The reality hit Tim Raines as he stepped off a plane in Albany, N.Y., set to embark on the final leg of a journey into his new life as a baseball immortal. A driver waited at the airport, assigned to transport Raines and his family 75 miles to the bucolic
The reality hit Tim Raines as he stepped off a plane in Albany, N.Y., set to embark on the final leg of a journey into his new life as a baseball immortal. A driver waited at the airport, assigned to transport Raines and his family 75 miles to the bucolic upstate New York town where, this July, his legacy will be officially preserved.
Raines knew where he was headed. But until this moment -- 15 years after his final game -- he'd still considered the weight of his achievement only in the abstract. Then his eyes wandered down his driver's shirt, where a logo shone emblazoned. It read: "Hall of Fame."
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"This is it," Raines said. "This is the drive to Cooperstown."
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Few players took a longer and more convoluted path to the National Baseball Hall of Fame than Raines, the speedy 1980s superstar who ranks fifth on the all-time list with 808 stolen bases. Raines completed that path Thursday, when he took his third stroll through the hallowed museum, and first as an elected member of it.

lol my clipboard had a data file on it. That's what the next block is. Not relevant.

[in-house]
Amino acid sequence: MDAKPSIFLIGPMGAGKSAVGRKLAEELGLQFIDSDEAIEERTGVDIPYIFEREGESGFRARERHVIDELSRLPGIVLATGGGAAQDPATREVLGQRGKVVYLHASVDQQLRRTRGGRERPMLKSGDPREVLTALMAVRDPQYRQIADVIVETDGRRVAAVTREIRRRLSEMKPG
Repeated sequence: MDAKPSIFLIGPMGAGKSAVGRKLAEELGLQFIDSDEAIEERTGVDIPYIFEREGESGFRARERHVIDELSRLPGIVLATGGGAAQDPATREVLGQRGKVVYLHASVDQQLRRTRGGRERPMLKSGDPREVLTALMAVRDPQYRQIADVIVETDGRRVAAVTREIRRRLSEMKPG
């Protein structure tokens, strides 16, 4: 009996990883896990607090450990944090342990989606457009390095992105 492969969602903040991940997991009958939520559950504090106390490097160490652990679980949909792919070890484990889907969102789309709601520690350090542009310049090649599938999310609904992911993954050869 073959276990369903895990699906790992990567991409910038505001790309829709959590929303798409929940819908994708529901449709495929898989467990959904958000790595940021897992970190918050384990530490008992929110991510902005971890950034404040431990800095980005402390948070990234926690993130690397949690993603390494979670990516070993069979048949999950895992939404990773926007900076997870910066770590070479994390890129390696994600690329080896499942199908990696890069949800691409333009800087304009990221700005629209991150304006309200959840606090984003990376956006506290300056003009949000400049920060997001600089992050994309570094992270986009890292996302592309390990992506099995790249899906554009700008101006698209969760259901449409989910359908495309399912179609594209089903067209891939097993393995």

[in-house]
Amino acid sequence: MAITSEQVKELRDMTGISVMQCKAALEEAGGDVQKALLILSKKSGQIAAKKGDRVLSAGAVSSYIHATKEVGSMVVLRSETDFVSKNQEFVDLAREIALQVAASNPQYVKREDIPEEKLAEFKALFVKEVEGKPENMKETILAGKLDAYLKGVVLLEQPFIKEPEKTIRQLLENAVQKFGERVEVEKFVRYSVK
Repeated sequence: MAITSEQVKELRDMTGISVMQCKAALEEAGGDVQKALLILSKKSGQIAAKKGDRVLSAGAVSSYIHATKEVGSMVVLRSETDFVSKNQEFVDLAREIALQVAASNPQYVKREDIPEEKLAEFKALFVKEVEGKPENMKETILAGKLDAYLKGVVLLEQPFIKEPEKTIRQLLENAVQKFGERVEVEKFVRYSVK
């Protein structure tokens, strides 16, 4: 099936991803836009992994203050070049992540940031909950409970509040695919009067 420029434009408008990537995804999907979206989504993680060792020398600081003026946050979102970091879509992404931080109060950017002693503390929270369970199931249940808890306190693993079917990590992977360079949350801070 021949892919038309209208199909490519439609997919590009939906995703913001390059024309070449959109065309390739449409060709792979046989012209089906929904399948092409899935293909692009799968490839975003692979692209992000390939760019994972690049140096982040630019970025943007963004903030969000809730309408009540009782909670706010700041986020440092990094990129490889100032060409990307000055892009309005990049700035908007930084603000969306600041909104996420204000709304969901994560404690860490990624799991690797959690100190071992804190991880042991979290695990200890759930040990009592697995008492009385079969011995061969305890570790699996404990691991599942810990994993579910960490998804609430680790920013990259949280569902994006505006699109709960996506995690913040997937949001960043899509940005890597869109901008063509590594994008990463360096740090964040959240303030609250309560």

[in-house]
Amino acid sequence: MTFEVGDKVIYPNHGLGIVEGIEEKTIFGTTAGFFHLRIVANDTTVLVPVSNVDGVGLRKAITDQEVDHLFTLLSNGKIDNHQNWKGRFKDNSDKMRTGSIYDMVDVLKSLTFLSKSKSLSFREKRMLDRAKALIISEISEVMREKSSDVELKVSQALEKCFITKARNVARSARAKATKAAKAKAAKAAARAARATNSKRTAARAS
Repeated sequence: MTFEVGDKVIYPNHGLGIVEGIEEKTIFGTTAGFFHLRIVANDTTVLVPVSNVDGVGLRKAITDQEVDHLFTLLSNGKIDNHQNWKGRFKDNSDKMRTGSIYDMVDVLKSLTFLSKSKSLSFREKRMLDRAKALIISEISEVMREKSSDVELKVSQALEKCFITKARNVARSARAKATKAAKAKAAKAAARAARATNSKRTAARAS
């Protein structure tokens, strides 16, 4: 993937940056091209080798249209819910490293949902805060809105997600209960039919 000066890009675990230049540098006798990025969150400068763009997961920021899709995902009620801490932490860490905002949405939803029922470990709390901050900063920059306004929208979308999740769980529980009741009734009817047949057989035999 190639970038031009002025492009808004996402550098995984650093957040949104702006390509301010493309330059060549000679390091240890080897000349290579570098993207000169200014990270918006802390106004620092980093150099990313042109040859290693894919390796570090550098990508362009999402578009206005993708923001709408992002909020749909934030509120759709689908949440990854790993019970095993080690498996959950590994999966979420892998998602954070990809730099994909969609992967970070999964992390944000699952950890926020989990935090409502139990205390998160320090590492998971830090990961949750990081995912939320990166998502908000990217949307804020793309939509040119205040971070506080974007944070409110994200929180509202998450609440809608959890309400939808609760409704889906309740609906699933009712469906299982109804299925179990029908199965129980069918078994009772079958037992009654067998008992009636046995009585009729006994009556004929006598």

"It's the day I've been waiting for, for a long time. It's kind of unbelievable," Raines said. "I don't think I ever thought when I came here for [teammates that] it would happen to me. Now I'm going through it and realizing I'm in. It's very special."
The seven-time All-Star traveled to Cooperstown to witness the unveiling of his plaque. It will hang in bronze forever among baseball's all-time greats. At one point in the visit, Raines was told his plaque would rest 20 yards away from Babe Ruth's. Asked if he ever thought he'd see that happen in his lifetime, Raines replied: "Not at all."
Though Raines won four stolen-base titles, a batting title and a World Series championship, his Hall of Fame future seemed in doubt for much of his post-playing career. Raines was named on just 24.3 percent of ballots in 2008 -- his first year of eligibility -- and he continued to struggle to make headway with the voters for nearly a decade. Induction requires being named on 75 percent of ballots.
But Raines' candidacy picked up steam by the time the Hall changed its rules regarding eligibility in 2014, when it cut the time players can remain on the ballot to 10 years, truncating his chances by a third. Voters began focusing more on Raines' 66 Wins Above Replacement (per Fangraphs) as well as his peak years, over which he posted a WAR of at least 6.0 five times.
Raines received 86 percent of the vote from the Baseball Writers' Association of America this year. He'll be inducted on July 30 alongside Jeff Bagwell and Ivan Rodriguez.
Raines finished his career with 2,605 hits and 1,571 runs, a career he'll be asked to sum up in a speech this summer.
"I'm not going to write anything," Raines said, pointing to his chest. "It's going to come from in here."
Joe Trezza is a reporter for MLB.com based in New York. Follow him on Twitter at @joetrezz.